There is a fundamental gap in understanding how brain structural and functional network connectivity are interrelated, how they change with age, and how such changes contribute to older adults' sensorimotor deficits. Recent neuroimaging approaches including resting state functional connectivity MRI (fcMRI) and diffusion tensor imaging (DTI) have been used to assess brain functional (fcMRI) and structural (DTI) network connectivity, allowing for more integrative assessments of distributed neural systems than in the past. Declines in corpus callosum size and microstructure with advancing age have been well documented, but their contributions to age deficits in unimanual and bimanual function are not well defined. Our recent work implicates age-related declines in callosal size and integrity as a key contributor to unimanual and bimanual control deficits. Moreover, our data provide evidence for a fundamental shift in the balance of excitatory and inhibitory interhemispheric processes that occurs with age, resulting in age differences in the relationship between functional and structural network connectivity. Training studies suggest that the balance of interhemispheric interactions can be shifted with experience, making this a viable target for future interventions.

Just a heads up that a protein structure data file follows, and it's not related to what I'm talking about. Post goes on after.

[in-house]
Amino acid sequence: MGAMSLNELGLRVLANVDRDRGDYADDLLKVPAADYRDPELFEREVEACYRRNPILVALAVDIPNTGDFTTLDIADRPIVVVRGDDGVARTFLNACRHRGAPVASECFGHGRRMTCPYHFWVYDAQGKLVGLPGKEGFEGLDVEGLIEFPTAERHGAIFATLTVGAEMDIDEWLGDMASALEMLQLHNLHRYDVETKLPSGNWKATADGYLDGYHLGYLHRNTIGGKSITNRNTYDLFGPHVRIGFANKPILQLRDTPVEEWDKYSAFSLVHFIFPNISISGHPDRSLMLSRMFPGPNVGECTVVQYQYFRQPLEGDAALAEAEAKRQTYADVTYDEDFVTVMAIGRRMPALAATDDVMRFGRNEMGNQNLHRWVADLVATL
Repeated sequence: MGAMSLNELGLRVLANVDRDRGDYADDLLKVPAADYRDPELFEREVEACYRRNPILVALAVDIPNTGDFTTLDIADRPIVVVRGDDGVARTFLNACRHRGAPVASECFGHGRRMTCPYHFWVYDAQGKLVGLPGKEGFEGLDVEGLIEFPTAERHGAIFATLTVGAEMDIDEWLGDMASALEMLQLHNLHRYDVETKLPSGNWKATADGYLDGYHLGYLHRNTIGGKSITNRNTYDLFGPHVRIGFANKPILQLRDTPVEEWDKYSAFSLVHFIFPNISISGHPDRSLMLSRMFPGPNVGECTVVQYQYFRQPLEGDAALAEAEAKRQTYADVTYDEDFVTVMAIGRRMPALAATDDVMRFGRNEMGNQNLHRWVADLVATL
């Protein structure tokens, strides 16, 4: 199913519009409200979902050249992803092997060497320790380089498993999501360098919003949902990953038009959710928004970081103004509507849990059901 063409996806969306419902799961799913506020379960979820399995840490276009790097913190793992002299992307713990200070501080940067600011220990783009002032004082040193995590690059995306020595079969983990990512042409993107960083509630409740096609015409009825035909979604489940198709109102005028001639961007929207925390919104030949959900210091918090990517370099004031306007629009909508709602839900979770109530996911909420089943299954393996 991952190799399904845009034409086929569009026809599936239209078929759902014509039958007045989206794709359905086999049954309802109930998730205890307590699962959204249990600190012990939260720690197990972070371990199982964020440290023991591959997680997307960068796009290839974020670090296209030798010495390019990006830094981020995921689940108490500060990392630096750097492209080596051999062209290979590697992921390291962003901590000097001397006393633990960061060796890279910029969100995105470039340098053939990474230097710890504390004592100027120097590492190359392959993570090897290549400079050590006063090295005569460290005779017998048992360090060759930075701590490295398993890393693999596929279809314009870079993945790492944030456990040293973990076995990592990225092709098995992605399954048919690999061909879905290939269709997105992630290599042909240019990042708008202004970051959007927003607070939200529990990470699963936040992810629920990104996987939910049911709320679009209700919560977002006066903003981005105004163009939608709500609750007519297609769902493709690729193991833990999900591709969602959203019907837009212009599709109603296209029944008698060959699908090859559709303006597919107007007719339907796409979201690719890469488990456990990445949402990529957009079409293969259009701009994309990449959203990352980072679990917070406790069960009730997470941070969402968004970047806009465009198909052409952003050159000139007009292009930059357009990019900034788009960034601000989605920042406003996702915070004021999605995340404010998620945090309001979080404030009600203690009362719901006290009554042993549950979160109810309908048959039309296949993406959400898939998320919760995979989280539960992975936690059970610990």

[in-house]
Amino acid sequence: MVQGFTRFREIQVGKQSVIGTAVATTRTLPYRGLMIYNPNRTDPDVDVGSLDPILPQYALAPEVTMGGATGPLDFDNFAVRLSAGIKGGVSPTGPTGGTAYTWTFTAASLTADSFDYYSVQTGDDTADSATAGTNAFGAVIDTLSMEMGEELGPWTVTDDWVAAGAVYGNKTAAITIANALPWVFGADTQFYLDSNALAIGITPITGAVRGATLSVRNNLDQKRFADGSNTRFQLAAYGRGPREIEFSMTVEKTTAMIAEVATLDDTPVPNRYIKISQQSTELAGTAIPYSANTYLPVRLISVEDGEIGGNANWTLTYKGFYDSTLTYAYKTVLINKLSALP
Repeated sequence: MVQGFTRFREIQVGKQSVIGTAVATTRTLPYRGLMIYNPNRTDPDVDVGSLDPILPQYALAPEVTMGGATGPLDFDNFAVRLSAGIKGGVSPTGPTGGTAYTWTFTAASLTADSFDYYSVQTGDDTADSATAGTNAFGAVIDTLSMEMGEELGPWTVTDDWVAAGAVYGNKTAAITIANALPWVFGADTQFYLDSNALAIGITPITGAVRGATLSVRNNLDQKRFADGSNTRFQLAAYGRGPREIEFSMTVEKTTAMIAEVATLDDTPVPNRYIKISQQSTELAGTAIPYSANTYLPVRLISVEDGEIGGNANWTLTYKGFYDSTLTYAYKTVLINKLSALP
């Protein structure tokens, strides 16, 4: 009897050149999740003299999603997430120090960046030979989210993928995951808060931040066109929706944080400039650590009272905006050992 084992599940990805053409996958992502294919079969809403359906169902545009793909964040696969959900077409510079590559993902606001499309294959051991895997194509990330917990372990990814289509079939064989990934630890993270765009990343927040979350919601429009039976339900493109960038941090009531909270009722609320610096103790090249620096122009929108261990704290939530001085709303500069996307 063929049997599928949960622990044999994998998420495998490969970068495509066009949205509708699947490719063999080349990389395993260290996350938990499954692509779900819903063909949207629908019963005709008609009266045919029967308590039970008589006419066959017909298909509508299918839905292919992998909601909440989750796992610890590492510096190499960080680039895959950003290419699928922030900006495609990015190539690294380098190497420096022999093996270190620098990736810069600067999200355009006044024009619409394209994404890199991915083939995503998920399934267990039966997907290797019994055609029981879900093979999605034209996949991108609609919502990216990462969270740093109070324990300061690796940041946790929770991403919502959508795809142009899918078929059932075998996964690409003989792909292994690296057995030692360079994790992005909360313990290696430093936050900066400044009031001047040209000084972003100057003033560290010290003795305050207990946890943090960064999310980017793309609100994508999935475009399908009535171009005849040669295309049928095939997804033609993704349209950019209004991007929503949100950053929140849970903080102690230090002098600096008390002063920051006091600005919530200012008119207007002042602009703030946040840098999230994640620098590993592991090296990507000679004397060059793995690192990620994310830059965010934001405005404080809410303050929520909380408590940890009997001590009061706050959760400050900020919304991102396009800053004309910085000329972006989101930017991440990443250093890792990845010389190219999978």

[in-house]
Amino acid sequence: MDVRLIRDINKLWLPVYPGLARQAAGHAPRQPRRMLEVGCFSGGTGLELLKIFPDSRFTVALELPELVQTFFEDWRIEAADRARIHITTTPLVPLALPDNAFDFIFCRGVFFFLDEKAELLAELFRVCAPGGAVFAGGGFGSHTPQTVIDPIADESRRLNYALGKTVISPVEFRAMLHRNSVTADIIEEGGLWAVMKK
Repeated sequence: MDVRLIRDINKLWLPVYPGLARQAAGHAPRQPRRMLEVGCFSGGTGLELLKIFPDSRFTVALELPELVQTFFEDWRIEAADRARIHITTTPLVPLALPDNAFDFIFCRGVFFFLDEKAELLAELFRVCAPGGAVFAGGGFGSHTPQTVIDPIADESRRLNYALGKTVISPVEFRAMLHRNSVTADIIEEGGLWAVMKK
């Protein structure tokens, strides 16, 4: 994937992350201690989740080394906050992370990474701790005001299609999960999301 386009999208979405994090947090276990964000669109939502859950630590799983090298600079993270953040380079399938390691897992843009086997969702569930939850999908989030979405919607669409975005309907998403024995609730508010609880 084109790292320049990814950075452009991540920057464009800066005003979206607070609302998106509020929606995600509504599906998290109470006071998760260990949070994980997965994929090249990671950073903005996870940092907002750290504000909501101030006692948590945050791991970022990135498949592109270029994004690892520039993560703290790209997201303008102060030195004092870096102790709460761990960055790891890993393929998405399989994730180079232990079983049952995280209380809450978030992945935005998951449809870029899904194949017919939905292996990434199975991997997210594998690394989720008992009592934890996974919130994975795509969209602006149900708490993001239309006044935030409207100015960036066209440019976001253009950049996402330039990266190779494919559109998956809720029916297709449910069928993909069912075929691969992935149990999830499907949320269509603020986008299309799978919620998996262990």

- Motor control
ASJC Scopus subject areas